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Select CPU Xeon5220 or Opteron2427

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November 27, 2009 12:09:46 AM

Please must make a choice between one of the following two:

1) PC with 2 Xeon 5520 processors (8 cores)

2) PC with 2 Six-Core AMD Opteron 2427 (12 cores)


For each of above two cases please tell me best (non-money wasting) RAM sticks.
And a best (non-money-wasting) moatherboard and best heat sink for continuous CPU busy loads.

I need such motherboard and memory which will allow to take FULL utilization and benefit of the CPU specs, but at the same time would not offer extra use-less speed etc beyond the capability of the CPU (because it will be waste of money)

Best regards,
A.Ali

November 27, 2009 12:14:31 AM

Adding that, I will use that PC along with my small cluster ( as a complement or alternative) to test/run parallel MPI codes.
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November 29, 2009 8:20:43 PM

I recommend

-MOBO http://www.newegg.com/Product/Product.aspx?Item=N82E168...

-CPU (2 of These) http://www.newegg.com/Product/Product.aspx?Item=N82E168...

-Heat Sink http://www.newegg.com/Product/Product.aspx?Item=N82E168...

-Ram http://www.newegg.com/Product/Product.aspx?Item=N82E168...

Buy ram up until you see no increase in performance. Start with 4gb
You may not even need to run the dual Xeon for what your doing. Post some more detail about what you will be running on this.
Good Luck
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November 29, 2009 8:22:48 PM

Make sure you dont bottleneck yourself with a shitty HDD
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November 29, 2009 10:34:15 PM

Thanks, pathasse!

My objective is to run parallel MPI PDE solver / linear solvers on that.
Xeon 54xx does not have QPI,,,, so why you suggest this.
You suggested RAM 800MHz; is not quite slow?
Please give example of both 'shitty' and ''non-shitty' HDD.
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November 29, 2009 10:45:23 PM

I did not see you ask for QPI sry. Your lookin to spend some more then IC
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a c 115 à CPUs
November 29, 2009 10:51:48 PM

amjadali, the Xeon 5400 series doesn't make much sense anymore. Go with the much faster 5500 series. The 5520 has 4 cores plus Hyperthreading. I'd go with Intel simply because you can upgrade to much faster CPUs if need be. If disk performance really is important, go with 15K SAS drives or Intel SSDs.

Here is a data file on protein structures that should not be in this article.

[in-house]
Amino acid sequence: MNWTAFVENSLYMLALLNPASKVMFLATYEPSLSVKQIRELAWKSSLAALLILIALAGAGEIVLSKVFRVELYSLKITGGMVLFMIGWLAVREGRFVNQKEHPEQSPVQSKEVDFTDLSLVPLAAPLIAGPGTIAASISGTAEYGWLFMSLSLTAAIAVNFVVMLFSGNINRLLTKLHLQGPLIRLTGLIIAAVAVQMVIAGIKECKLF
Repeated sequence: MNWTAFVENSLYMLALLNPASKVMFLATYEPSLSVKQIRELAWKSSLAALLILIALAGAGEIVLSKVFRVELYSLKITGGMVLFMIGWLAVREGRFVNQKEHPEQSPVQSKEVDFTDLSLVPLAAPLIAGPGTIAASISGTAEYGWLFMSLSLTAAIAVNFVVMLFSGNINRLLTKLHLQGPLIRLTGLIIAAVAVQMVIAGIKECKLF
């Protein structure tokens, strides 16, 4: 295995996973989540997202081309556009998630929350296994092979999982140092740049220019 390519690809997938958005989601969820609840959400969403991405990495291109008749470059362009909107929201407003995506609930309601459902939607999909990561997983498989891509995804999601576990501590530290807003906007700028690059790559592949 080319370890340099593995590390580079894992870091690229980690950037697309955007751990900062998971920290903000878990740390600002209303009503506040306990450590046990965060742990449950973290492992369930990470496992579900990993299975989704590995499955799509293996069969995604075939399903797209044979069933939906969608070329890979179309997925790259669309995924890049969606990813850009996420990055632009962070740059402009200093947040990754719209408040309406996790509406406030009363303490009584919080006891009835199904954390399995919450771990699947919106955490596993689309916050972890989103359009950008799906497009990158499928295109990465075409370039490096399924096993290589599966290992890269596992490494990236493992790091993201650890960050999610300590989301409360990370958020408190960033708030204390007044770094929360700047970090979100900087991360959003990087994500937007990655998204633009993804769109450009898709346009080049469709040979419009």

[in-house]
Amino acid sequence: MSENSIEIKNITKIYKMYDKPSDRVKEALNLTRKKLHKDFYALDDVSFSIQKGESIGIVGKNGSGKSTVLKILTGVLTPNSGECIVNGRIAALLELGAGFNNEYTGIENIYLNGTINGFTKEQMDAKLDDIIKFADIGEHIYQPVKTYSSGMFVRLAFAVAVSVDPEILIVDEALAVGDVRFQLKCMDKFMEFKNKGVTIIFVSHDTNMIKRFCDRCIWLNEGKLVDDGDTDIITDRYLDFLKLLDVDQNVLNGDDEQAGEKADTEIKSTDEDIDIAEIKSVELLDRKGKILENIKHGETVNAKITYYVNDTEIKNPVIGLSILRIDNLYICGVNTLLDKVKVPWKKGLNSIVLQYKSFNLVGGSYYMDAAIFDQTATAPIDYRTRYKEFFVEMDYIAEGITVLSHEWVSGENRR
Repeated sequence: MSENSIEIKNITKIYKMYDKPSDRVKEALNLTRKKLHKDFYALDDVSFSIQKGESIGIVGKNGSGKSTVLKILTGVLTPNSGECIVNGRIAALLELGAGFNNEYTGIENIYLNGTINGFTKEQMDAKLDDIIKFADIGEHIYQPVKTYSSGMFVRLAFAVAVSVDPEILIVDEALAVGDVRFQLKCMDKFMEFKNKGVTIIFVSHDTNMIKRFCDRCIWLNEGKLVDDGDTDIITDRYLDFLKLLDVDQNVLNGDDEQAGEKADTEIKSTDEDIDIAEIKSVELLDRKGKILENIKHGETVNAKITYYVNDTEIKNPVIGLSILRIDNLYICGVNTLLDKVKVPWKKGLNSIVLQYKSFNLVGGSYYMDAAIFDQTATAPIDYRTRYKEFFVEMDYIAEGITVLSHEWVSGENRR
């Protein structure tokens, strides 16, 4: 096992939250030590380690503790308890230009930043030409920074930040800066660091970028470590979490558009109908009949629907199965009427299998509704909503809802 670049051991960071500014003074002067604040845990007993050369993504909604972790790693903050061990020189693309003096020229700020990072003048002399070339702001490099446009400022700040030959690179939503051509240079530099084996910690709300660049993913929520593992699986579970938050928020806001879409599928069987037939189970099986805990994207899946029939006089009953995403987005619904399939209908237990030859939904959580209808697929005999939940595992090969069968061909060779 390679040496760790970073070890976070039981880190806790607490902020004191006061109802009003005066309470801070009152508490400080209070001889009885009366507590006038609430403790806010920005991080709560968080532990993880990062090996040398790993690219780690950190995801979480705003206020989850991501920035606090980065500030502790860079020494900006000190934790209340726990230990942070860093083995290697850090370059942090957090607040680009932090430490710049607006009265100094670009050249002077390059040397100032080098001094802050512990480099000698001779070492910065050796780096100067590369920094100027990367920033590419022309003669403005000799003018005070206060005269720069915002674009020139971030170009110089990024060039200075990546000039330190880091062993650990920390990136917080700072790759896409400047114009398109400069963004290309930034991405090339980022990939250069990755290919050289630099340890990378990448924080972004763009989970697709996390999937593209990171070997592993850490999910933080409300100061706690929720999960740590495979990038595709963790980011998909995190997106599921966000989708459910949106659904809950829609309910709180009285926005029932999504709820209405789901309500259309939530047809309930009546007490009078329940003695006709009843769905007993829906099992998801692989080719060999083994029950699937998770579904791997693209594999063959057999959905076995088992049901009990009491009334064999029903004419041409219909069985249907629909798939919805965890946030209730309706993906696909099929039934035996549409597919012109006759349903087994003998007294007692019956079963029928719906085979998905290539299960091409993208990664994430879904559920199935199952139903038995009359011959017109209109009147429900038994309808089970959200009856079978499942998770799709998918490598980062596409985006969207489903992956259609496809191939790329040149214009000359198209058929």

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November 29, 2009 10:54:17 PM

I guess my expertise on solvers is only in Ansys and Cosmos. Im a petty engineer. For Analyzing flow and linear calculations I have gotten by on a 2.4 xeon quad core with 8 gigs of ddr2. This all being set in a workstation atx MOBO.
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November 29, 2009 10:56:17 PM

I would also recomend the ssd that is always my week point
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a c 100 à CPUs
November 30, 2009 4:21:54 PM

amjadali said:
Thanks, pathasse!

My objective is to run parallel MPI PDE solver / linear solvers on that.
Xeon 54xx does not have QPI,,,, so why you suggest this.
You suggested RAM 800MHz; is not quite slow?
Please give example of both 'shitty' and ''non-shitty' HDD.


Ah, you're doing parallel number crunching with MPI on this machine. This means you're probably running Linux or some other *nix as your OS and you're most likely going to be running the machine at full load on all cores for a long time. I'd go for the dual Opteron 2427s in this case. Those extra four cores in the dual Opteron setup should allow it to be considerably faster than the dual Xeon setup in such parallel code. I wouldn't count on much extra Turbo Boost over the stock 2.26 GHz from the Xeons as they're going to be running flat-out for a long time and warm up, so the Xeon probably has only a 67 MHz clock speed advantage over the Opterons. The Xeons are a little faster clock-for-clock than the Opterons, but you can greatly affect how certain code runs on a certain CPU by fiddling with the optimizations of the program binaries and as a result, Opteron 23xx/24xx CPUs aren't that much slower clock-for-clock than Xeon 55xx CPUs when well-optimized (look at the Phoronix Benchmark Suite results for an idea on that.)

800 MHz RAM is the fastest grade of server DDR2 available and it's what the Opteron 24xxs use. That's a bit slower than DDR3-1066 that the Xeon E5520 uses, but unless your code is heavily memory I/O-bound, it should be fast enough. Comparison of DDR2 vs. DDR3 on the desktop equivalent of the current quad-core Opterons says that going from DDR2-800 to DDR3-1333 yields about 5% extra performance. I know that's not an apples-to-apples comparison as the E5520 has three DDR3-1066 channels and not two DDR2-800/DDR3-1333 channels of the Phenom II used in the tests, but I feel that the conclusion still is mostly applicable.